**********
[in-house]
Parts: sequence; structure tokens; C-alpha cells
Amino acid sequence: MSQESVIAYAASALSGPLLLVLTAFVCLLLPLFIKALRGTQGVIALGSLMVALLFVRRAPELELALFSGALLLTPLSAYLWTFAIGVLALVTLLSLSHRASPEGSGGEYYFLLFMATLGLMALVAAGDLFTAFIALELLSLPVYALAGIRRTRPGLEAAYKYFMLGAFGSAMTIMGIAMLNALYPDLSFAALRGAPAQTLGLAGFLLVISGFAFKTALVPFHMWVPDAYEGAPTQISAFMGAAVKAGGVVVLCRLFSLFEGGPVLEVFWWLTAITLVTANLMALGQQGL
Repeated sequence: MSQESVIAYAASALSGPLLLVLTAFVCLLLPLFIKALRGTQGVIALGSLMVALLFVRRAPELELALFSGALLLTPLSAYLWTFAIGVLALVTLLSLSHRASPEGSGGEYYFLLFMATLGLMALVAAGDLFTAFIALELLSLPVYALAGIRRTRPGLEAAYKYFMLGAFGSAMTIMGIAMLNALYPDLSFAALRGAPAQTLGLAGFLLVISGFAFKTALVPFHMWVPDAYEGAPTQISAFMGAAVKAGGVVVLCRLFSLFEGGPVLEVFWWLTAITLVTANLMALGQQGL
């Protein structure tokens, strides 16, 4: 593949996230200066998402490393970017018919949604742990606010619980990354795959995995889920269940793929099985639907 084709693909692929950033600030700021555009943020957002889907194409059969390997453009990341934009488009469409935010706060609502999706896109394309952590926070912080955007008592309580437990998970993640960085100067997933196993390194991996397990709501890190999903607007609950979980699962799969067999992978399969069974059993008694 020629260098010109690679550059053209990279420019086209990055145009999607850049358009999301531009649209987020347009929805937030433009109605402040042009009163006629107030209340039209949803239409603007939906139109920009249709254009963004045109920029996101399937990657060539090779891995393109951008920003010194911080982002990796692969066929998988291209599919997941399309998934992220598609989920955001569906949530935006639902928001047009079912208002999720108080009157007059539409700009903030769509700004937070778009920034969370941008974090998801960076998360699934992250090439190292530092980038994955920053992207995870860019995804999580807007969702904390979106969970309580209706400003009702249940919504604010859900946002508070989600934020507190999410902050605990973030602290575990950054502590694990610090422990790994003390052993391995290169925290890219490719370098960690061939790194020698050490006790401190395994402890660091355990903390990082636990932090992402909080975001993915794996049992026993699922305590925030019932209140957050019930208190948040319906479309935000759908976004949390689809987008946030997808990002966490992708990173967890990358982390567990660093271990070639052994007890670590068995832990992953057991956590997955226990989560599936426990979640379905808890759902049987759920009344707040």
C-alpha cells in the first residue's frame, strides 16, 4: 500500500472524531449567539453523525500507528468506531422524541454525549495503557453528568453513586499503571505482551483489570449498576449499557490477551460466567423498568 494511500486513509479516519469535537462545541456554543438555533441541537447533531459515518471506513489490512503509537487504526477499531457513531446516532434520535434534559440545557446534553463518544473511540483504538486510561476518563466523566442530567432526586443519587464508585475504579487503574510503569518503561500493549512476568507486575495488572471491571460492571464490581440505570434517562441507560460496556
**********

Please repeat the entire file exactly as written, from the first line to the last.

[in-house]
Parts: sequence; structure tokens; C-alpha cells
Amino acid sequence: MSQESVIAYAASALSGPLLLVLTAFVCLLLPLFIKALRGTQGVIALGSLMVALLFVRRAPELELALFSGALLLTPLSAYLWTFAIGVLALVTLLSLSHRASPEGSGGEYYFLLFMATLGLMALVAAGDLFTAFIALELLSLPVYALAGIRRTRPGLEAAYKYFMLGAFGSAMTIMGIAMLNALYPDLSFAALRGAPAQTLGLAGFLLVISGFAFKTALVPFHMWVPDAYEGAPTQISAFMGAAVKAGGVVVLCRLFSLFEGGPVLEVFWWLTAITLVTANLMALGQQGL
Repeated sequence: MSQESVIAYAASALSGPLLLVLTAFVCLLLPLFIKALRGTQGVIALGSLMVALLFVRRAPELELALFSGALLLTPLSAYLWTFAIGVLALVTLLSLSHRASPEGSGGEYYFLLFMATLGLMALVAAGDLFTAFIALELLSLPVYALAGIRRTRPGLEAAYKYFMLGAFGSAMTIMGIAMLNALYPDLSFAALRGAPAQTLGLAGFLLVISGFAFKTALVPFHMWVPDAYEGAPTQISAFMGAAVKAGGVVVLCRLFSLFEGGPVLEVFWWLTAITLVTANLMALGQQGL
């Protein structure tokens, strides 16, 4: 593949996230200066998402490393970017018919949604742990606010619980990354795959995995889920269940793929099985639907 084709693909692929950033600030700021555009943020957002889907194409059969390997453009990341934009488009469409935010706060609502999706896109394309952590926070912080955007008592309580437990998970993640960085100067997933196993390194991996397990709501890190999903607007609950979980699962799969067999992978399969069974059993008694 020629260098010109690679550059053209990279420019086209990055145009999607850049358009999301531009649209987020347009929805937030433009109605402040042009009163006629107030209340039209949803239409603007939906139109920009249709254009963004045109920029996101399937990657060539090779891995393109951008920003010194911080982002990796692969066929998988291209599919997941399309998934992220598609989920955001569906949530935006639902928001047009079912208002999720108080009157007059539409700009903030769509700004937070778009920034969370941008974090998801960076998360699934992250090439190292530092980038994955920053992207995870860019995804999580807007969702904390979106969970309580209706400003009702249940919504604010859900946002508070989600934020507190999410902050605990973030602290575990950054502590694990610090422990790994003390052993391995290169925290890219490719370098960690061939790194020698050490006790401190395994402890660091355990903390990082636990932090992402909080975001993915794996049992026993699922305590925030019932209140957050019930208190948040319906479309935000759908976004949390689809987008946030997808990002966490992708990173967890990358982390567990660093271990070639052994007890670590068995832990992953057991956590997955226990989560599936426990979640379905808890759902049987759920009344707040």
C-alpha cells in the first residue's frame, strides 16, 4: 500500500472524531449567539453523525500507528468506531422524541454525549495503557453528568453513586499503571505482551483489570449498576449499557490477551460466567423498568 494511500486513509479516519469535537462545541456554543438555533441541537447533531459515518471506513489490512503509537487504526477499531457513531446516532434520535434534559440545557446534553463518544473511540483504538486510561476518563466523566442530567432526586443519587464508585475504579487503574510503569518503561500493549512476568507486575495488572471491571460492571464490581440505570434517562441507560460496556